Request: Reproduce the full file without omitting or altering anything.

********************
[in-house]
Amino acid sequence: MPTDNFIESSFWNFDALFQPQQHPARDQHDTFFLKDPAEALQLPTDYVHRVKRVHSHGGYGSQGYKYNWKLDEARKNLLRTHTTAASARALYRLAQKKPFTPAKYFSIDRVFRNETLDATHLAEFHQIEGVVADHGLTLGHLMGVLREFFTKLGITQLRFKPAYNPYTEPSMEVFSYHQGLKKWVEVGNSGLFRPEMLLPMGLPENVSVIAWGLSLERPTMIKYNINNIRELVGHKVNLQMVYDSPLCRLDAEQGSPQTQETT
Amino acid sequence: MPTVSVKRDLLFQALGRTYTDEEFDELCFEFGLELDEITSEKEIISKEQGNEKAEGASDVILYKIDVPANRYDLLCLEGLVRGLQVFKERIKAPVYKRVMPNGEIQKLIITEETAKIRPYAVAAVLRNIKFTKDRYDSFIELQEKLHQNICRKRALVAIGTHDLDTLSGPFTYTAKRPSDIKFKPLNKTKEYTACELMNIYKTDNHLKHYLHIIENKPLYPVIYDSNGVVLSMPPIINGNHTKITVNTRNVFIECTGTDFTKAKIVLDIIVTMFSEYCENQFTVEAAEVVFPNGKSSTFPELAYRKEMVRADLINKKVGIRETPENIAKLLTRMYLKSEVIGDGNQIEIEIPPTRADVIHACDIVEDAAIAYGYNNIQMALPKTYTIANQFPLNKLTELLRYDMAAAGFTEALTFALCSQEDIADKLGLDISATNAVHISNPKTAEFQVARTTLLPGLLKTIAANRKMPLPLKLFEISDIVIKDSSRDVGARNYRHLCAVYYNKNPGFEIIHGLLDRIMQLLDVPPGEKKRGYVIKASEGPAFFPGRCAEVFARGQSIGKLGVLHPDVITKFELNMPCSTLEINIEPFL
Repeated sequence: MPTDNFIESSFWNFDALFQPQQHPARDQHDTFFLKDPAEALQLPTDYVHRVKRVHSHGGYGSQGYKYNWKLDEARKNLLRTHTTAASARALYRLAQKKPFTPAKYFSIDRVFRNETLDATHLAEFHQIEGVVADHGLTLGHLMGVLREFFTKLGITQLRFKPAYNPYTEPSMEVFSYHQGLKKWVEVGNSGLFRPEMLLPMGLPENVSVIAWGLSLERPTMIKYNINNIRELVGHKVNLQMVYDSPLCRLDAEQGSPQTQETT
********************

[in-house]
Amino acid sequence: MPTDNFIESSFWNFDALFQPQQHPARDQHDTFFLKDPAEALQLPTDYVHRVKRVHSHGGYGSQGYKYNWKLDEARKNLLRTHTTAASARALYRLAQKKPFTPAKYFSIDRVFRNETLDATHLAEFHQIEGVVADHGLTLGHLMGVLREFFTKLGITQLRFKPAYNPYTEPSMEVFSYHQGLKKWVEVGNSGLFRPEMLLPMGLPENVSVIAWGLSLERPTMIKYNINNIRELVGHKVNLQMVYDSPLCRLDAEQGSPQTQETT
Amino acid sequence: MPTVSVKRDLLFQALGRTYTDEEFDELCFEFGLELDEITSEKEIISKEQGNEKAEGASDVILYKIDVPANRYDLLCLEGLVRGLQVFKERIKAPVYKRVMPNGEIQKLIITEETAKIRPYAVAAVLRNIKFTKDRYDSFIELQEKLHQNICRKRALVAIGTHDLDTLSGPFTYTAKRPSDIKFKPLNKTKEYTACELMNIYKTDNHLKHYLHIIENKPLYPVIYDSNGVVLSMPPIINGNHTKITVNTRNVFIECTGTDFTKAKIVLDIIVTMFSEYCENQFTVEAAEVVFPNGKSSTFPELAYRKEMVRADLINKKVGIRETPENIAKLLTRMYLKSEVIGDGNQIEIEIPPTRADVIHACDIVEDAAIAYGYNNIQMALPKTYTIANQFPLNKLTELLRYDMAAAGFTEALTFALCSQEDIADKLGLDISATNAVHISNPKTAEFQVARTTLLPGLLKTIAANRKMPLPLKLFEISDIVIKDSSRDVGARNYRHLCAVYYNKNPGFEIIHGLLDRIMQLLDVPPGEKKRGYVIKASEGPAFFPGRCAEVFARGQSIGKLGVLHPDVITKFELNMPCSTLEINIEPFL
Repeated sequence: MPTDNFIESSFWNFDALFQPQQHPARDQHDTFFLKDPAEALQLPTDYVHRVKRVHSHGGYGSQGYKYNWKLDEARKNLLRTHTTAASARALYRLAQKKPFTPAKYFSIDRVFRNETLDATHLAEFHQIEGVVADHGLTLGHLMGVLREFFTKLGITQLRFKPAYNPYTEPSMEVFSYHQGLKKWVEVGNSGLFRPEMLLPMGLPENVSVIAWGLSLERPTMIKYNINNIRELVGHKVNLQMVYDSPLCRLDAEQGSPQTQETT